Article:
Medication overuse headache

Research output: Contribution to journalReview articlepeer-review

2 Scopus citations


Purpose of reviewMedication overuse headache (MOH)is a disabling problem worldwide with areas of controversy regarding its cause. This article reviews the recent ideas regarding the development of this disorder and its effective management.Recent findingsIt has been proposed that all acute migraine medications can lead to MOH, with differences in the propensity of different agents to cause the problem. Early data suggests that gepants, which are small-molecule calcitonin gene-related peptide antagonists used for the acute treatment of migraine, may be an exception. Recent studies show that practitioners and the general public are still largely unaware of the problem of medication overuse and its damaging effects.SummaryMOH is an accepted concept of an increase in headaches driven by the frequent administration of acute antimigraine drugs. The impressions of providers, and studies documenting the concept may be flawed. Although it is likely that MOH does occur, and restricting the amount of acute medications is necessary to prevent it, it is also possible that increasing amounts of acute medications are simply a reflection of poorly controlled headaches, rather than a cause. Objective markers need to be developed to identify those who have MOH, which does not include all with chronic migraine, and to use these markers in diagnosis and management, particularly in those patients where the frequent acute drugs might only be a reflection of frequent headaches, rather than a cause.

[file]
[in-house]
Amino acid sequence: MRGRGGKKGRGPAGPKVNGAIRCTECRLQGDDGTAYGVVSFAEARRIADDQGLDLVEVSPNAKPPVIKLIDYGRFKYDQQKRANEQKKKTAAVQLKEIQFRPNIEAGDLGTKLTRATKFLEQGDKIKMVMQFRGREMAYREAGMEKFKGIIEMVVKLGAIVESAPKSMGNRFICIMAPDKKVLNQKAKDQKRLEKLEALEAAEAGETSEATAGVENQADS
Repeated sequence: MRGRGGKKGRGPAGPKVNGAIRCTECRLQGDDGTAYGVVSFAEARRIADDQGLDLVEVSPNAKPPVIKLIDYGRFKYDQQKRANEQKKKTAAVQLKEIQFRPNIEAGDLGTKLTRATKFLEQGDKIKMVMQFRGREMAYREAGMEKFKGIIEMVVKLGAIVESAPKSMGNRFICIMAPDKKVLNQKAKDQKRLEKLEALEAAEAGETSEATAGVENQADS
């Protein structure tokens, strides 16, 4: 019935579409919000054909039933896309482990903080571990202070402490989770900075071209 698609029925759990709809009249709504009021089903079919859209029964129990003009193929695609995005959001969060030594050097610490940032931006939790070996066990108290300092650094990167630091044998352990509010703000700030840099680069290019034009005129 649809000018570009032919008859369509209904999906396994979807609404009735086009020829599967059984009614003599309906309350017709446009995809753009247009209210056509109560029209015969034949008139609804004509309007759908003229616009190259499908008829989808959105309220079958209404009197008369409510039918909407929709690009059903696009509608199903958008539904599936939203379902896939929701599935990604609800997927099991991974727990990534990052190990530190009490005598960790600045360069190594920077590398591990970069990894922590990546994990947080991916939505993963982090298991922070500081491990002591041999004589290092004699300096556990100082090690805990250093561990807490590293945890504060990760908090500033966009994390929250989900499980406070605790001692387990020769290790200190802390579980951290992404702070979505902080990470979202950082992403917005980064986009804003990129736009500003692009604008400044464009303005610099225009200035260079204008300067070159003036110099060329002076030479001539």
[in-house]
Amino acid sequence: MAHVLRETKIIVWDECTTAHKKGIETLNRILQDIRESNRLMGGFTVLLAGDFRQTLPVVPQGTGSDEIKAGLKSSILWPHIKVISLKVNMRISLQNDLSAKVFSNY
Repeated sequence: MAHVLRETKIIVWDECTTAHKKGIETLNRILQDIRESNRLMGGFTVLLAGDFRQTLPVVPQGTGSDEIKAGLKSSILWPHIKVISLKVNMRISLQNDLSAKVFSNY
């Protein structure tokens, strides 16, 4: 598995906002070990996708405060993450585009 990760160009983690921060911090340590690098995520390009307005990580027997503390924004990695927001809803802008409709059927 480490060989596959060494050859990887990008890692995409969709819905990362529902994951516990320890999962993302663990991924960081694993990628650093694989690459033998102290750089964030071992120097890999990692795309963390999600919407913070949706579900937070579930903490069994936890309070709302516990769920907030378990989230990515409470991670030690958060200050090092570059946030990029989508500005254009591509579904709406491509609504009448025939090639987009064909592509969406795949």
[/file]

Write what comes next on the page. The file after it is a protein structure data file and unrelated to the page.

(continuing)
Original languageEnglish
Pages (from-to)378-383
Number of pages6
JournalCurrent Opinion in Neurology
Issue number3
StatePublished - 1 Jun 2021


  • chronic daily headache
  • gepants
  • management
  • medication overuse headache
  • migraine
  • psychiatric comorbidity
  • risk factors


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